Chamber Administration
Lord Chamberlain, 1660-1837

Sponsor

Institute of Historical Research

Publication

Author

R.O. Bucholz

Year published

2006

Supporting documents

Pages

1-8

Citation Show another format:

'Chamber Administration: Lord Chamberlain, 1660-1837', Office-Holders in Modern Britain: Volume 11 (revised): Court Officers, 1660-1837 (2006), pp. 1-8. URL: http://www.british-history.ac.uk/report.aspx?compid=43760 Date accessed: 18 April 2014. Add to my bookshelf


Highlight

(Min 3 characters)

CHAMBER Administration

Lord Chamberlain 1660–1837

According to The Present State of the British Court,

The Lord Chamberlain has the Principal Command of all the Kings (or Queens) Servants above Stairs (except in the Bedchamber, which is wholly under the Grooms [sic] of the Stole) who are all Sworn by him, or by his Warrant to the Gentlemen Ushers. He has likewise the Inspection of all the Officers of the Wardrobe of the King's Houses, and of the removing Wardrobes, Beds, Tents, Revels, Musick, Comedians, Hunting, Messengers, Trumpeters, Drummers, Handicrafts, Artizans, retain'd in the King's or Queen's Service; as well as of the Sergeants at Arms, Physicians, Apothecaries, Surgeons, &c. and finally of His Majesty's Chaplains. (fn. 1)

The lord chamberlain was appointed by the Crown. Until 1783 his entry into office was marked by the reception of a staff; thereafter more usually of a key. (fn. 2) He was sworn by the vice chamberlain in pursuance of a royal warrant issued for that purpose. (fn. 3) Wherever possible appointments have been dated by reference to the former event; in other cases by reference to the warrant or certificate of swearing.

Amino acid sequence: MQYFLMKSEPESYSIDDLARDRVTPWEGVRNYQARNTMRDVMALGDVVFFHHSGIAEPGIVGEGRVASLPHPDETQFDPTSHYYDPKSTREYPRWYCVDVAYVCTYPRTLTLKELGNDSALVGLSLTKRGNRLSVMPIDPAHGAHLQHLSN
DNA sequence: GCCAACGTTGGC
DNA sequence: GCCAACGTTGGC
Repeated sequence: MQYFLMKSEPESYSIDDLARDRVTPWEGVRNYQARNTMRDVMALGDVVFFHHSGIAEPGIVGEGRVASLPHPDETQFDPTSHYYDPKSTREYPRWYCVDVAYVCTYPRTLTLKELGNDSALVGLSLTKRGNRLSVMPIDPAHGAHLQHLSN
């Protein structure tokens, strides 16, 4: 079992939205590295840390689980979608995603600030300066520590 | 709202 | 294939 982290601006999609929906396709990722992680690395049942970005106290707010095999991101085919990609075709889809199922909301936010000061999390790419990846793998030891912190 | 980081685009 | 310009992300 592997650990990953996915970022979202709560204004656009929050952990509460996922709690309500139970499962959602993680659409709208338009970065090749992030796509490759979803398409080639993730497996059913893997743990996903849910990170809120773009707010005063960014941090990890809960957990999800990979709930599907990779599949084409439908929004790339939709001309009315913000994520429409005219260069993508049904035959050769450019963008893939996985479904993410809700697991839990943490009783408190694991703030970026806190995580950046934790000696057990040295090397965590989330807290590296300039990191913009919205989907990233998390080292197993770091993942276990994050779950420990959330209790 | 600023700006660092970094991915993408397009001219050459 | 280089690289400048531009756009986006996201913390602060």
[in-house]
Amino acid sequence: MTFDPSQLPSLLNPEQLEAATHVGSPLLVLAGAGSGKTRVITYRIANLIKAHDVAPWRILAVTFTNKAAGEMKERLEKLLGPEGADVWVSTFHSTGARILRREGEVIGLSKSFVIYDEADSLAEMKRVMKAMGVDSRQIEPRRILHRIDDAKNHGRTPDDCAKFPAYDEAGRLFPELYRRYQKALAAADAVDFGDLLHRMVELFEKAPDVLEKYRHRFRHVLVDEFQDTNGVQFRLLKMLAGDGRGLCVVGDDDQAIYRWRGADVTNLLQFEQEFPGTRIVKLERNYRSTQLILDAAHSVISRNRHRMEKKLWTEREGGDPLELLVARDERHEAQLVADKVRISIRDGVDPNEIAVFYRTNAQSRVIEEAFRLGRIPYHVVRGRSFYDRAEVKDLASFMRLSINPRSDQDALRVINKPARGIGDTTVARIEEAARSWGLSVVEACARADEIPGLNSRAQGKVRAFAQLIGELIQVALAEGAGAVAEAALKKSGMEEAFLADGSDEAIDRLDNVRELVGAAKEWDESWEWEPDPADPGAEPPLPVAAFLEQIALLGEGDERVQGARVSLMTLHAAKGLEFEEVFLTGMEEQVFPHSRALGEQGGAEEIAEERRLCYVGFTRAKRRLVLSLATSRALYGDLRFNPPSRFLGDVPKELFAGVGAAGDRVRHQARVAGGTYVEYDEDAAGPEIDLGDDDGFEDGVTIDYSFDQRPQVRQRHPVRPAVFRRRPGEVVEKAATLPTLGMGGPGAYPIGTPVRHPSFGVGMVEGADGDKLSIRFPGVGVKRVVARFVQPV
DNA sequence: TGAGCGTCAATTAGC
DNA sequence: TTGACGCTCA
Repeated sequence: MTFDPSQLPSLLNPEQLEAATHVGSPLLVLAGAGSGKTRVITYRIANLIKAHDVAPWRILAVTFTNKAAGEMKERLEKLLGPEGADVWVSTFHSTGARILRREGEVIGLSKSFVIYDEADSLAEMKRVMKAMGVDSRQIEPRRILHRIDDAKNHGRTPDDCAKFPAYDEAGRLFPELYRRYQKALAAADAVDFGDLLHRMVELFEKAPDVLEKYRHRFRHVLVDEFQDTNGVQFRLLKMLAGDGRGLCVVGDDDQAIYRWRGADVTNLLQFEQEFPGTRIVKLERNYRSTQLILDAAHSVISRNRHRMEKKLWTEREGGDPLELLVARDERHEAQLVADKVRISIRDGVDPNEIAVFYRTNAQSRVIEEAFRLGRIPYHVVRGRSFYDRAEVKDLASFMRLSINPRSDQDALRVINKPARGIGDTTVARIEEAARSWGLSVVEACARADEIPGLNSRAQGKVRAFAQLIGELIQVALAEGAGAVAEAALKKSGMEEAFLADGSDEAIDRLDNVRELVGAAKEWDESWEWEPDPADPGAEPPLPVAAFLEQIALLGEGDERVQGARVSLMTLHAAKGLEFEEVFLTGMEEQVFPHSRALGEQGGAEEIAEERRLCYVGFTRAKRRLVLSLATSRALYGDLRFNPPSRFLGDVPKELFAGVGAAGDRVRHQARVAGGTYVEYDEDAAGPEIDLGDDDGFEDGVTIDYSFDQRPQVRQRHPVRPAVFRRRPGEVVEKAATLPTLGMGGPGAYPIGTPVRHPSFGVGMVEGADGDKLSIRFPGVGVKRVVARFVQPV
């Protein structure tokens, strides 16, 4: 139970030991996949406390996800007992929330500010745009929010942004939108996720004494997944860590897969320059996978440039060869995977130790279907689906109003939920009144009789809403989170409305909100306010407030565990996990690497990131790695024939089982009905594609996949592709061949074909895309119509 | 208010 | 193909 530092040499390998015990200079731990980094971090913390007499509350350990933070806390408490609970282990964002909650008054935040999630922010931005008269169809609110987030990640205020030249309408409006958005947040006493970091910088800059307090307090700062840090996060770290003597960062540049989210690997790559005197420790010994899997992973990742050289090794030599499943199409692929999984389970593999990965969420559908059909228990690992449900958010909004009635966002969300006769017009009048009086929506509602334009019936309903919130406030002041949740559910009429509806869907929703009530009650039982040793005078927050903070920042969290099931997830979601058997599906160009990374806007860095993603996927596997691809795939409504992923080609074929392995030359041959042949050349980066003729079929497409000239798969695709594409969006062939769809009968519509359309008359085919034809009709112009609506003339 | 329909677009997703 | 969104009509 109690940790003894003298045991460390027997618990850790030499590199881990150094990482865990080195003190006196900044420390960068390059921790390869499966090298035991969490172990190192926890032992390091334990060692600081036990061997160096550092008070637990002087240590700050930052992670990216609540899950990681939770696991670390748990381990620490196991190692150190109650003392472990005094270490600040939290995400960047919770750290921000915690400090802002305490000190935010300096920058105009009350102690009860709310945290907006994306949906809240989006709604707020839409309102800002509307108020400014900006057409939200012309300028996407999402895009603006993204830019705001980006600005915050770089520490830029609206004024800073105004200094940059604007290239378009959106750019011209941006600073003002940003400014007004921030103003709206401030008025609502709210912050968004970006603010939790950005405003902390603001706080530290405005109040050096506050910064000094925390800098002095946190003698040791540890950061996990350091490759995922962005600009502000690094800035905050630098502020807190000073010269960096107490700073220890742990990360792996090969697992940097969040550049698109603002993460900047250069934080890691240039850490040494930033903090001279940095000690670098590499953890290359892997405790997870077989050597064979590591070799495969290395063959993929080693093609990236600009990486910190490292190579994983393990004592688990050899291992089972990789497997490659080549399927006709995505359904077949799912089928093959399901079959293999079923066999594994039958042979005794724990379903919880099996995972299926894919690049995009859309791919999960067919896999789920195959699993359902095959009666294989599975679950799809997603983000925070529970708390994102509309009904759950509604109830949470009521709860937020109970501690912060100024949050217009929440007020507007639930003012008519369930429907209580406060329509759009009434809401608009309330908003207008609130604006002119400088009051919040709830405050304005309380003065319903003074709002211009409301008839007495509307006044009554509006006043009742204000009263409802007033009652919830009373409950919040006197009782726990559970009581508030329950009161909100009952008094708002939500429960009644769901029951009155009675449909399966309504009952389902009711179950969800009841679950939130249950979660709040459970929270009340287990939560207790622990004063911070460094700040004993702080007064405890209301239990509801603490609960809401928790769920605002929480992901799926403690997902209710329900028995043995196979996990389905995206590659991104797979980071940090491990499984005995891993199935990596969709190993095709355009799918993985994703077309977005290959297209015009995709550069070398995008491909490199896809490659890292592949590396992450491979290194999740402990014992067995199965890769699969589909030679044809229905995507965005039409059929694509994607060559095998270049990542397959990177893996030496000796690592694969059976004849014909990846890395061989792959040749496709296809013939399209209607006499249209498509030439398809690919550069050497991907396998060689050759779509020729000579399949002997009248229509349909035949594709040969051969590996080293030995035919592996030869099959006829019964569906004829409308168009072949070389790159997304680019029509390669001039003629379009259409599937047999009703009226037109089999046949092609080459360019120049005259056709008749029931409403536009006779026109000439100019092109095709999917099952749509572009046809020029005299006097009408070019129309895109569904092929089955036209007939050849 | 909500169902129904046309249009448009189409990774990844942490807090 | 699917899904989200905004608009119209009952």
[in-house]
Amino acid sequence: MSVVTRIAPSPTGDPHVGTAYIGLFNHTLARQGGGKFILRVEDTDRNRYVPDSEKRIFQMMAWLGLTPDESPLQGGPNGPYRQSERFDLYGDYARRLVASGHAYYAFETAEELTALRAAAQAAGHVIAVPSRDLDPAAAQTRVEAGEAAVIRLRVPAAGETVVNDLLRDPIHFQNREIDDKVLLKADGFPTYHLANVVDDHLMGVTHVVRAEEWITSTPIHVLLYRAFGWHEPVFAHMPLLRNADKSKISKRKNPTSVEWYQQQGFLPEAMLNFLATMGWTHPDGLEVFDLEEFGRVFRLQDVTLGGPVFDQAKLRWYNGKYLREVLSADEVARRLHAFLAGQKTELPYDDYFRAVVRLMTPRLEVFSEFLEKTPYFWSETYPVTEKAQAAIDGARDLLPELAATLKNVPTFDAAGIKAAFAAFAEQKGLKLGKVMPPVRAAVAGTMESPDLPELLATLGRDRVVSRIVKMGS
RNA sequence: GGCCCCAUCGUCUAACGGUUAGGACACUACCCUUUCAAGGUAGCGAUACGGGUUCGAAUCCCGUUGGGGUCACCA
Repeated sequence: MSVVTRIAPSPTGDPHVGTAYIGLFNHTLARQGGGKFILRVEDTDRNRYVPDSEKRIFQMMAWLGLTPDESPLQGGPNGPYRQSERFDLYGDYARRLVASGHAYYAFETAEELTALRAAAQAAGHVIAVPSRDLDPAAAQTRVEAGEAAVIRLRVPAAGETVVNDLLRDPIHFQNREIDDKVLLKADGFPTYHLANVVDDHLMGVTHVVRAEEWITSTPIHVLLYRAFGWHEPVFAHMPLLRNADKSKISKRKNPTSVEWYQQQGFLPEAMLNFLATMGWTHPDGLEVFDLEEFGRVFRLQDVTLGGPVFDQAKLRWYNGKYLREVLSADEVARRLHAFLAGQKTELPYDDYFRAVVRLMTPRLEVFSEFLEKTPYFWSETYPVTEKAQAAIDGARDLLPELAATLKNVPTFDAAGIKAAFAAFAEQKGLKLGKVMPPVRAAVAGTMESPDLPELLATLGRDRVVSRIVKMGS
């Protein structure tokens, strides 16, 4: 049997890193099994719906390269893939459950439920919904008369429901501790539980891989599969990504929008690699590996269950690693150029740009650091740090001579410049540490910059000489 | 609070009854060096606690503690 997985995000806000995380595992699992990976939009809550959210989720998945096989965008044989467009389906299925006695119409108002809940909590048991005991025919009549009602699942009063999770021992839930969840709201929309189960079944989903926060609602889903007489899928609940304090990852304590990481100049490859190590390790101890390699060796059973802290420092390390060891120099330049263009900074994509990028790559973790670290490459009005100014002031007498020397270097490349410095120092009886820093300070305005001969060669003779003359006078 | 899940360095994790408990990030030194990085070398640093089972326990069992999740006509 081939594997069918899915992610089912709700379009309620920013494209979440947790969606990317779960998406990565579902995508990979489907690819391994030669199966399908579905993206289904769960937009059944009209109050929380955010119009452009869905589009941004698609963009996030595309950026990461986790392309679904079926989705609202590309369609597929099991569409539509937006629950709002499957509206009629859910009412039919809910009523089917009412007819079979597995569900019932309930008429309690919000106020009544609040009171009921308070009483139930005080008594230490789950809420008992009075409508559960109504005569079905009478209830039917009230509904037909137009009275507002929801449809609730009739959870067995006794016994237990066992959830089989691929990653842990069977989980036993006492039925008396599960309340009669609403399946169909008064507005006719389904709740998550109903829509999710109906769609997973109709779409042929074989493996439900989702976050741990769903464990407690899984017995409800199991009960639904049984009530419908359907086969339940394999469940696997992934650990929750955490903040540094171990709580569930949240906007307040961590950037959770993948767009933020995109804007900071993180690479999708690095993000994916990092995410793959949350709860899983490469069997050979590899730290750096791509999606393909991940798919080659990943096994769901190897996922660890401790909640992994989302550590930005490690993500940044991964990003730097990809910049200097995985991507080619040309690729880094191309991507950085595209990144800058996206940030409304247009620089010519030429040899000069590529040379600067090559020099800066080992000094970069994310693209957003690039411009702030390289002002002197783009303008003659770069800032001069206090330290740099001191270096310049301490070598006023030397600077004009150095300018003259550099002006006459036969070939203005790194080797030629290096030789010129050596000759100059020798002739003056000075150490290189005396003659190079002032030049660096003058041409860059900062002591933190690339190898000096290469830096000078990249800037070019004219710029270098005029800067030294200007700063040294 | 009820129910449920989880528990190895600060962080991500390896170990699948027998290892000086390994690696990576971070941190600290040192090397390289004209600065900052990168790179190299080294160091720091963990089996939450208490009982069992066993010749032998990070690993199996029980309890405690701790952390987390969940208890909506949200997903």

The remuneration attached to the office consisted of an ancient fee of £100 and board wages of £1,100 making a total of £1,200 a year. The lord chamberlain also received plate worth £400, livery worth £66 annually and fees of honour averaging between £24 and £48 a year early in the eighteenth century. Shrewsbury received a pension of £2,000 during his last year of office 1714–15. An annuity of £3,000 from the Exchequer, originally granted to Grafton 1724–57, was continued to his successors, bringing their total fixed remuneration to £4,200. (fn. 4) In addition, the lord chamberlain was entitled to lodgings at court and used mourning cloth. (fn. 5)

1660 1 June Manchester,2nd Earl of
1671 13 May St. Albans, 1st Earl of
1674 11 Sept Arlington, 1st Earl of
1685 30 July Ailesbury, 1st Earl of
1685 23 Oct. Mulgrave, 3rd Earl of
1689 14 Feb. Dorset, 6th Earl of
1697 19 Apr. Sunderland, 2nd Earl of
1697 26 Dec. Office vacant
1699 30 Oct. Shrewsbury, 1st Duke of
1700 24 June Jersey, 1st Earl of
1704 24 Apr. Kent, 12th Earl of
1710 14 Apr. Shrewsbury, 1st Duke
1715 8 July Bolton, 2nd Duke of
1717 13 Apr. Newcastle, 1st
1724 14 May Grafton, 2nd Duke of
1757 18 May Devonshire, 4th Duke of
1762 24 Nov. Marlborough, 4th Duke of
1763 26 Apr. Gower, 2nd Earl
1765 15 July Portland, 3rd Duke of
1766 29 Nov. Hertford, 1st Earl of
1782 7 Apr. Manchester, 4th Duke of
1783 9 Apr. Hertford, 1st Earl of
1783 26 Dec. Salisbury, 7th Earl of
1804 14 May Dartmouth, 3rd Earl of
1810 10 Nov. Office vacant
1812 7 Mar. Hertford, 2nd Marquess of
1821 14 Dec. Montrose, 3rd Duke of
1827 2 May Devonshire, 6th Duke of
1828 23 Feb. Montrose, 3rd Duke of
1830 8 Aug. Jersey, 5th Earl of
1830 22 Nov. Devonshire, 6th Duke of
1834 15 Dec. Jersey, 5th Earl of
1835 23 Apr. Wellesley, 1st Marquess
1835 20 May Conyngham, 2nd Marquess

Vice Chamberlain 1660–1837